First, we'll create a user interface (UI) project. The idea is to maximize the space for the designer window by moving other tool windows out of the way.
Create a new C# WPF Application project.
If you have multiple monitors, drag the Solution Explorer window and the Properties window over to your second monitor.
If you're using a single monitor only, try closing all the windows except the designer.
Press Ctrl+Alt+X to display the Toolbox window. If the window is docked, drag it so that it floats somewhere where you'd like to position it.
When your layout is how you want it, select Window > Save Window Layout. Name this layout "Designer".
Notice that your new layout is assigned the next keyboard shortcut from the reserved list of Ctrl+Alt+1...0.
Create a database project and layout
Next, we'll add a new SQL Server database project to the solution.
Right-click the Solution node in Solution Explorer to open its context menu, select Add, and then select New Project.
In the Add a new project dialog, select SQL from the All project types drop-down list, and then select SQL Server Database Project.
(You can also use the Search box to find the template. To do so, enter 'SQL' as a search string in the box that includes the following text: Search for templates (Alt+S).)
Right-click the new database project in Solution Explorer, and then select View in Object Explorer.
When you do so, Visual Studio displays the SQL Server Object Explorer window, which enables you to access tables, views and other objects in your database. You can either float this window or leave it docked. Adjust the other tool windows the way you want them. For added realism, you can add an actual database, but it's not necessary for this walk-through.
When your layout is how you want it, select Window from the menu bar, and then select Save Window Layout. Name this layout "DB Project". (We won't bother with a debug mode layout for this project.)
Switch between the layouts
To switch between layouts, use the keyboard shortcuts from the reserved list of Ctrl+Alt+1...0. Or, from the main menu, select Window > Apply Window Layout.
If you have a multi-monitor setup at work and a single monitor laptop at home, you can create layouts that are optimized for each machine.
If you apply a multi-monitor layout on a single-monitor system, the floating windows that you placed on the second monitor will now be hidden behind the Visual Studio window. You can bring these windows to the front by pressing Alt+Tab. If you later open Visual Studio with multiple monitors, you can restore the windows to their specified positions by reapplying the layout.
Manage and roam your layouts
You can remove, rename, or reorder your custom layout by selecting Window > Manage Window Layouts. If you move a layout, the key binding is automatically adjusted to reflect the new position in the list. The key bindings themselves can't be modified, but you can store up to 10 layouts at a time.
To remind yourself which keyboard shortcut is assigned to which layout, select Window > Apply Window Layout.
These layouts automatically roam between Visual Studio editions and Blend instances on separate machines.
You can personalize tabs to interact with document windows in several different ways. For example, you can view a preview of a file in the editor without opening the file, you can group your tabs, arrange them in multiple rows, and more.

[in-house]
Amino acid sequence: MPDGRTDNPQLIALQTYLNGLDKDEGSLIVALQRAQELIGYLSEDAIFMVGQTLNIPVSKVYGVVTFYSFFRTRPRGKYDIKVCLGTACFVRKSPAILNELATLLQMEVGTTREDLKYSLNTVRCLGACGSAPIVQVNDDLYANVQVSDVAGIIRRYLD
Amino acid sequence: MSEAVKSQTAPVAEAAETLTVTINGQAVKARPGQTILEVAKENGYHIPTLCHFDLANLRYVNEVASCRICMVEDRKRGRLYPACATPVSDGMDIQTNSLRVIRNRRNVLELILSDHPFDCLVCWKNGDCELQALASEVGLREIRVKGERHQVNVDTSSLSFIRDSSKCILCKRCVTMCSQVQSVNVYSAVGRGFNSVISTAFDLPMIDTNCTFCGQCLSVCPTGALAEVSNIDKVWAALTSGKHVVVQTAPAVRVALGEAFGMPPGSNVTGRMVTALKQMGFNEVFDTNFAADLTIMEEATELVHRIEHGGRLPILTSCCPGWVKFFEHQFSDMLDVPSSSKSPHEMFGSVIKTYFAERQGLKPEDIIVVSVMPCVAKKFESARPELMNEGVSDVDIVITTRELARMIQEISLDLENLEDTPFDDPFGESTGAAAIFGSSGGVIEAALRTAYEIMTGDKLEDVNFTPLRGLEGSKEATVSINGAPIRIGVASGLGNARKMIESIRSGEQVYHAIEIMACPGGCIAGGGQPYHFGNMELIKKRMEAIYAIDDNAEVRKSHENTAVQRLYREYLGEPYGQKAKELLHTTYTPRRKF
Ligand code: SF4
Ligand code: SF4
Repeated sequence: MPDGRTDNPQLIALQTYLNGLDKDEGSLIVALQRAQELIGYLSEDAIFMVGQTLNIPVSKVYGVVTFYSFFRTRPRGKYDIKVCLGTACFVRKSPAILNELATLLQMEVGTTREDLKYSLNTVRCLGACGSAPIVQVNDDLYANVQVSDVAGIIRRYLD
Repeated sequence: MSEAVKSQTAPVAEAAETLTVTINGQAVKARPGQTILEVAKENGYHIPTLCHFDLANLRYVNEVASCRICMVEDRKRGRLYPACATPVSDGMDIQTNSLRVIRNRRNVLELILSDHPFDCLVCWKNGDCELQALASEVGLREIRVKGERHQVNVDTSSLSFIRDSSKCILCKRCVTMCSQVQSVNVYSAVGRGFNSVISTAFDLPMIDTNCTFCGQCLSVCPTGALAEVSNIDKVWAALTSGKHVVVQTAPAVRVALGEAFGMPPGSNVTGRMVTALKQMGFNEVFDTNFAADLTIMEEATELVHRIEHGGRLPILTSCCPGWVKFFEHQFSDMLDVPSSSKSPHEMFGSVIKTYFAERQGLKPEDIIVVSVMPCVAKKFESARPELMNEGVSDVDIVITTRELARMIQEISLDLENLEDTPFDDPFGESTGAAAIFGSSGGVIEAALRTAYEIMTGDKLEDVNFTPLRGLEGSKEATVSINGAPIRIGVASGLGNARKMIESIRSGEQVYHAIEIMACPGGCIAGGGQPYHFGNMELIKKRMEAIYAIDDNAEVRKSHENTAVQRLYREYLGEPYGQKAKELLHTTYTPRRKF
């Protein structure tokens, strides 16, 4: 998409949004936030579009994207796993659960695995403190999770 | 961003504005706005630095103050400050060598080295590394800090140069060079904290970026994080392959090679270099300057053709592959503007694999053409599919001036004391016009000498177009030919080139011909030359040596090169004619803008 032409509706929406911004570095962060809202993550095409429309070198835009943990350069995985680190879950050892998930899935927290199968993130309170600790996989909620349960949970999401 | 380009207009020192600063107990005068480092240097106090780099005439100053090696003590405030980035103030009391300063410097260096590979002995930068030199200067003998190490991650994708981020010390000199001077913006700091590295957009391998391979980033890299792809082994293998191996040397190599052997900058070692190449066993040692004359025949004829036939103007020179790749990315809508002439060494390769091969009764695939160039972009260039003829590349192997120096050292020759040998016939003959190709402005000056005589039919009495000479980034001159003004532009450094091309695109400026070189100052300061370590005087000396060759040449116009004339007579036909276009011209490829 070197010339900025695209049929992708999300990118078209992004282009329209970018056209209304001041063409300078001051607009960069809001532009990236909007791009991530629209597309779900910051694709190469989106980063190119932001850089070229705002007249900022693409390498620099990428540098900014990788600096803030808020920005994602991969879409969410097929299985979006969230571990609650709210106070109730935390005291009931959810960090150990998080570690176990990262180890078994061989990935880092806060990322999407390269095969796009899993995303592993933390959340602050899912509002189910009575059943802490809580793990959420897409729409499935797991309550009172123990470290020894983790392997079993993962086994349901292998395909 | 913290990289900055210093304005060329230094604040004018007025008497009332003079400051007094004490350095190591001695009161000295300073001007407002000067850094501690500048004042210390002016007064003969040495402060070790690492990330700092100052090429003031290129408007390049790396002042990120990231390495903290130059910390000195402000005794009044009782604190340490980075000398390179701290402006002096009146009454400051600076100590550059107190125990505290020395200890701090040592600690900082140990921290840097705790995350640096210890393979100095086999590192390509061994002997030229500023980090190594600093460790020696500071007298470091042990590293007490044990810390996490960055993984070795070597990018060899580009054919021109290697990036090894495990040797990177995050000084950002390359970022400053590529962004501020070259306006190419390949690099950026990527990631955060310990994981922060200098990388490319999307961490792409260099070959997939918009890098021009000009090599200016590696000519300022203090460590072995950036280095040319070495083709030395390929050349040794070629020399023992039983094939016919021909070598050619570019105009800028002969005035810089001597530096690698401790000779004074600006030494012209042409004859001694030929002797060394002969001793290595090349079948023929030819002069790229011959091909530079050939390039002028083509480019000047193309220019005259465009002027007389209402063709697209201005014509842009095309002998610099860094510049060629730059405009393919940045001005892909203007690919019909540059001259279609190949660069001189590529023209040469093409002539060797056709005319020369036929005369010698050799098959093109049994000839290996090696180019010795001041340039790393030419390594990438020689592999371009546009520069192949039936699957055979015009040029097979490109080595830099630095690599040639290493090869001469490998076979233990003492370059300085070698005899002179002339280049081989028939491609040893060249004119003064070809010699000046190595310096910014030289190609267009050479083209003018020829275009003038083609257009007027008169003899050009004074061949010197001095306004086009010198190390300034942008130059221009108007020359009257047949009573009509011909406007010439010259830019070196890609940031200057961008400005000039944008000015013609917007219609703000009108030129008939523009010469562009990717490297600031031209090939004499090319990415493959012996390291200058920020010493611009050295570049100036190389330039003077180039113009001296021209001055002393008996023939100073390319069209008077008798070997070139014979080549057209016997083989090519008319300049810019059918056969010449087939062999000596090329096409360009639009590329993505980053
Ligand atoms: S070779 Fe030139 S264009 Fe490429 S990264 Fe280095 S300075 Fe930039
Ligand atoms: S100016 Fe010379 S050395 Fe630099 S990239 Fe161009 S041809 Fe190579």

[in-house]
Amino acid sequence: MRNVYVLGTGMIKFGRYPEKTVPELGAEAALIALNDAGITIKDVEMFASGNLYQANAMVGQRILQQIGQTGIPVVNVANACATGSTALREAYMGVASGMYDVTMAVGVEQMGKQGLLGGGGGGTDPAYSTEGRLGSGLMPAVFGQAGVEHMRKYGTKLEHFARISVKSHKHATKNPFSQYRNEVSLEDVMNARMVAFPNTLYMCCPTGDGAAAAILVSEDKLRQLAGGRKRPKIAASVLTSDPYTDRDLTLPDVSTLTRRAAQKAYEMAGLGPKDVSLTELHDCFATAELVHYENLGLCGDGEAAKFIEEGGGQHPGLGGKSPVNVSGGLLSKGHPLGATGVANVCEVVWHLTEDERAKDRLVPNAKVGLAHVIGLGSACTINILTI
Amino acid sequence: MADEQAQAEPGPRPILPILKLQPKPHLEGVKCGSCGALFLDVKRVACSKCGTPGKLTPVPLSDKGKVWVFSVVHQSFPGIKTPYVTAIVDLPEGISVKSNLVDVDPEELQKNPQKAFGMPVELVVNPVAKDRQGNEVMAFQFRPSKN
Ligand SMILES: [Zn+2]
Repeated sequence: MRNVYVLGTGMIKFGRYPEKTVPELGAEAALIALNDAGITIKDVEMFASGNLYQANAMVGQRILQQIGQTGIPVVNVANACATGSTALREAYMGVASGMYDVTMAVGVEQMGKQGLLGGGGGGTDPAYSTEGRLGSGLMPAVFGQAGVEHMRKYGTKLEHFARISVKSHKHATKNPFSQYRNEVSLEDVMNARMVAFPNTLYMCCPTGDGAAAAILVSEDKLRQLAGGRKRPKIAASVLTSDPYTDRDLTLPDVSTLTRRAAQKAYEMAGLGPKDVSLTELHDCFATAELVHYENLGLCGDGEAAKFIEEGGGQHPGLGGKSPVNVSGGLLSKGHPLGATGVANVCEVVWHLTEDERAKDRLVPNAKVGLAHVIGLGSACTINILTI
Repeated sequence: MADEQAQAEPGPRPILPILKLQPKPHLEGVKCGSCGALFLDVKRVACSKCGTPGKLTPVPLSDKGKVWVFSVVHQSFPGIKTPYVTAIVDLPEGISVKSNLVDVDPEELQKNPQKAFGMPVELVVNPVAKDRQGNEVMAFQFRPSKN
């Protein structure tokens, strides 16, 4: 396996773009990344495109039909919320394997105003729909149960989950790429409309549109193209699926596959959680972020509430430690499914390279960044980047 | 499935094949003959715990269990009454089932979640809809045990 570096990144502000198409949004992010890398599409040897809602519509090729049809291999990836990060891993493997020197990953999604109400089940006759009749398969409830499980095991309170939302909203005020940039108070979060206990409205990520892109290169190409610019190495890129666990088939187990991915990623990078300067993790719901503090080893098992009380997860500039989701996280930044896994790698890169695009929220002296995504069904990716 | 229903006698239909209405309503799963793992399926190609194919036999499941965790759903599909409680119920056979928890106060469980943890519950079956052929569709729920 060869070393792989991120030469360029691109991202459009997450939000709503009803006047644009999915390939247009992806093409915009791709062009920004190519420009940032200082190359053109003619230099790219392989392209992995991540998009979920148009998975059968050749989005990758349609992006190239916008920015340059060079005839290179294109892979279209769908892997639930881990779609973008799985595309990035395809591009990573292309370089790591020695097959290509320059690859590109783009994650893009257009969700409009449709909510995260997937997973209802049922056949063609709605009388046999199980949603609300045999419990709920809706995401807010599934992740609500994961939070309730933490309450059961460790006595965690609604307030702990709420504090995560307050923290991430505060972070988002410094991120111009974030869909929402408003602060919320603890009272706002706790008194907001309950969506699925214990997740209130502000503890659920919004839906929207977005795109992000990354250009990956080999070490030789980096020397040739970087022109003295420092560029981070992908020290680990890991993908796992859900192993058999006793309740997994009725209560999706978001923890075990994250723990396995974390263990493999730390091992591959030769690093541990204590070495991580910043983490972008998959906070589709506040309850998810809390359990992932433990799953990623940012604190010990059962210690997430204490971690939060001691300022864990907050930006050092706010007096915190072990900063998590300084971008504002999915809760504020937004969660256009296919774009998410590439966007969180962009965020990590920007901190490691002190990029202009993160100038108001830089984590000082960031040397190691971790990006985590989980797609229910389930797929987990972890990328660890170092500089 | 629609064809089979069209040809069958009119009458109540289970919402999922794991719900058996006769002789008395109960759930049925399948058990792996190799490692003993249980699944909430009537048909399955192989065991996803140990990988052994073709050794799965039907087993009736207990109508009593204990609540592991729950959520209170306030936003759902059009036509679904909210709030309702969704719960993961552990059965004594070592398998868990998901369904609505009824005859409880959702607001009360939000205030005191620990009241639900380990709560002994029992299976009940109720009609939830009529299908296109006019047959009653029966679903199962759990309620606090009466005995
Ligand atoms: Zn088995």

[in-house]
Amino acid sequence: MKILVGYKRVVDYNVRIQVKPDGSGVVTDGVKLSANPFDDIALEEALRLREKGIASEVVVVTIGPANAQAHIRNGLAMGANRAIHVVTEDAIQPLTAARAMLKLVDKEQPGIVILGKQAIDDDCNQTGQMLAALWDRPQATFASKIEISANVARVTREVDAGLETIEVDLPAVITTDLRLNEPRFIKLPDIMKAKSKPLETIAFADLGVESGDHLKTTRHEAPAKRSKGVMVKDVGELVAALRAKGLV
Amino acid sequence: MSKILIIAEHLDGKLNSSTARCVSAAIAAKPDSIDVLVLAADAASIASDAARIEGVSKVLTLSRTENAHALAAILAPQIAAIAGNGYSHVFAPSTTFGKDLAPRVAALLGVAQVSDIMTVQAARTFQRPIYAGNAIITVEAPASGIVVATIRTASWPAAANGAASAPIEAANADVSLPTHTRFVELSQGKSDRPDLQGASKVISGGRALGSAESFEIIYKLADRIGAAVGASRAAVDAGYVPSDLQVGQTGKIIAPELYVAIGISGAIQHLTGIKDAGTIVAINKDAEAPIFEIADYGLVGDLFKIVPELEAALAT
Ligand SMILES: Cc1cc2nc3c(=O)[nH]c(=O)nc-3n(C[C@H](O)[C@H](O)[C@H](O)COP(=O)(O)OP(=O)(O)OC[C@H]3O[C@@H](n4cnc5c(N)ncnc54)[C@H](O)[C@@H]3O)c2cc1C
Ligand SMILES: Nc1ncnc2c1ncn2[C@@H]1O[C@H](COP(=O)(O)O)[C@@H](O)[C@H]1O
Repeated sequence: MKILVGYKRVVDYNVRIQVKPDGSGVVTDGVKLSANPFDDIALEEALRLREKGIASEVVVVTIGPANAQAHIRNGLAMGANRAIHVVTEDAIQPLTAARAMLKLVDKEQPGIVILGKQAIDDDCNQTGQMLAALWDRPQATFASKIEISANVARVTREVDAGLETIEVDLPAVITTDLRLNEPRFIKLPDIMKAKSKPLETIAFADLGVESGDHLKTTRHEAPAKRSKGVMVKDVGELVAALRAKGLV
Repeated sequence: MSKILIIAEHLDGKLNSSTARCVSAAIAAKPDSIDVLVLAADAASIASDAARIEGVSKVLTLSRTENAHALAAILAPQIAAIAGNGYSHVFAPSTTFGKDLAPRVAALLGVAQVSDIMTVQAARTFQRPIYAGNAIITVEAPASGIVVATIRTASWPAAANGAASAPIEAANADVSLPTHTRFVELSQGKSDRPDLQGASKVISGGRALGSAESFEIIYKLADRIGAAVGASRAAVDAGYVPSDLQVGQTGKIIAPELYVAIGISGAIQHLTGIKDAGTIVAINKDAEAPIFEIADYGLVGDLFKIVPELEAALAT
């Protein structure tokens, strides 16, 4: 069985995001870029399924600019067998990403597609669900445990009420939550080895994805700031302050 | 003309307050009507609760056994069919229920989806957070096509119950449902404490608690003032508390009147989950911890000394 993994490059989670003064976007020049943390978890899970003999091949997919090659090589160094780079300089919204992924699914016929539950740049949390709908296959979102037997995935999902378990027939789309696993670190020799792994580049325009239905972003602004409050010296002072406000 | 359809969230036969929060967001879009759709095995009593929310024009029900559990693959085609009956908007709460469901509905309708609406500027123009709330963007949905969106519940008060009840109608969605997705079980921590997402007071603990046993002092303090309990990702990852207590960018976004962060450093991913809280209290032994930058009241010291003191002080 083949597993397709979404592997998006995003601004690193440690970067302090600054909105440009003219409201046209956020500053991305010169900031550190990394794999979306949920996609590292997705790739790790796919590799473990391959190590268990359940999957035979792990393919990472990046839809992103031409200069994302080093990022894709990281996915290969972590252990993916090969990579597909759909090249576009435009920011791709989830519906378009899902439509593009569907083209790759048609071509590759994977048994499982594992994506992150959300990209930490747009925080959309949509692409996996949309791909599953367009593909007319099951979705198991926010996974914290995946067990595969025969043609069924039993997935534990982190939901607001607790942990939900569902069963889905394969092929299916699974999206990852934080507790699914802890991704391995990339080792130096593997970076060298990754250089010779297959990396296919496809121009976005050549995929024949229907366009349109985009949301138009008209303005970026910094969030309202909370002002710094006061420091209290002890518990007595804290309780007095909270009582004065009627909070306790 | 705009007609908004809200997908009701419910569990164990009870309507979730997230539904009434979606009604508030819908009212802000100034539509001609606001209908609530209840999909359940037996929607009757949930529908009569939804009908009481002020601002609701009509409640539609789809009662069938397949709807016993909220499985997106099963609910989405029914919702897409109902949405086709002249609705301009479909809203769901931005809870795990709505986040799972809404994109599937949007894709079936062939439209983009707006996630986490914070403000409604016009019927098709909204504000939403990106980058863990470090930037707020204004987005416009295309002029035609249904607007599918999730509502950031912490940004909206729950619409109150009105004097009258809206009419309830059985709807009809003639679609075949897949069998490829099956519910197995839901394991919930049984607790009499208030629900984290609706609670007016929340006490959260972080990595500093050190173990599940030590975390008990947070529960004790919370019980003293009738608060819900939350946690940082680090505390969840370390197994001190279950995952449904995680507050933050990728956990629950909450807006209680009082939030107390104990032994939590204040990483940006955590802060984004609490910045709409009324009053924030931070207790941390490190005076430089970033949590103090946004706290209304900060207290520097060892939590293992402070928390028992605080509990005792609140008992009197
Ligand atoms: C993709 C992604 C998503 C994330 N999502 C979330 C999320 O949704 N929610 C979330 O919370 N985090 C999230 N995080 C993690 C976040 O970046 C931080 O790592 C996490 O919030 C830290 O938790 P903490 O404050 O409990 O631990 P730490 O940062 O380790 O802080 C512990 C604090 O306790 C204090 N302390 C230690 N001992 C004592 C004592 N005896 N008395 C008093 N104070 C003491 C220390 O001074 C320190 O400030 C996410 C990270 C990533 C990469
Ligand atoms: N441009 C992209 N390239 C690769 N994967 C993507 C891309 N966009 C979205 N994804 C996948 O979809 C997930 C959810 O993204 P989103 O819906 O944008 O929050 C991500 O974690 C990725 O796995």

In the Preview tab, you can view files in the editor without opening them. You can preview files by selecting them in Solution Explorer, during debugging when you step into files, with Go to Definition, and when you browse through results of a search. Preview files appear in a tab on the right side of the document tab well. The file opens for editing if you modify it or select Open.
Tab groups extend your ability to manage limited workspace while you're working with two or more open documents in the IDE. You can organize multiple document windows and tool windows into either vertical or horizontal tab groups and shuffle documents from one tab group to another.
Vertical document tabs
You can manage your document tabs in a vertical list on either the left or right side of your editor.
New in Visual Studio 2019 version 16.4 and later: We added one of the top feature requests, vertical document tabs. Now, you can manage your document tabs in a vertical list on either the left or right side of the editor.
You can apply vertical document tabs in the following ways:
Select Tools > Options > Environment > Tabs and Windows from the menu bar. Then, from the Set tab layout control, select either Top, Left, or Right from the drop-down list.
Right-click a tab, select Set Tab Layout, and then select either Left or Right. (To return the tabs to their default position, select Top.)
Color document tabs
Visual Studio 2022 includes new personalization options you can use to help you code more efficiently. Now, you can color file tabs by project so that you don't have to hunt for your open files.
To use color tabs, navigate to Tools > Options > Environment > Tabs and Windows, and then select Colorize document tabs by project.
Colorize tabs in different views
You can colorize tabs in both vertical and horizontal views in the Editor.
The following screenshot shows an example of color tabs in the vertical view:
The following screenshot shows an example of color tabs in the horizontal view:
Select your own colors
You can also select your own tab colors. To do so, right-click on a tab and select Set Tab Color to pick from the palette.
The following screenshot shows an example of how to personalize the color scheme of tabs:
Multiple rows of tabs
We’ve added the capability to wrap tabs into multiple rows so you can have more horizontal tabs open at a time. Pinned tabs will show in a separate row from unpinned tabs.
To change these options, navigate to Tools > Options > Environment > Tabs and Windows > Show tabs in multiple rows.
Custom organization system
We’ve added extra options to bold your current active tab, change your tab width, and add an extra close button at the top of the document.
To change these options, navigate to Tools > Options > Environment > Tabs and Windows.
We’ve changed the indicator for documents with unsaved changes to a larger, and more visible dot.
You can revert to the familiar asterisk by using Tools > Options > Environment > Tabs and Windows > Modify Dirty Indicator.
Show names in italics
You can show the names of docs that aren't visible in italics.
To enable this option, go to Tools > Options > Environment > Tabs and Windows > Show invisible tabs in italic in tab dropdown menu.
Restore closed tabs
We’ve made it easier to restore documents that you’ve last opened, similar to a browser’s behavior. You can now reopen the last tab you closed by right-clicking on a tab, by using the Ctrl+K, Ctrl+Z keyboard shortcut, or by navigating to the menu item under Window > Restore Closed Tab.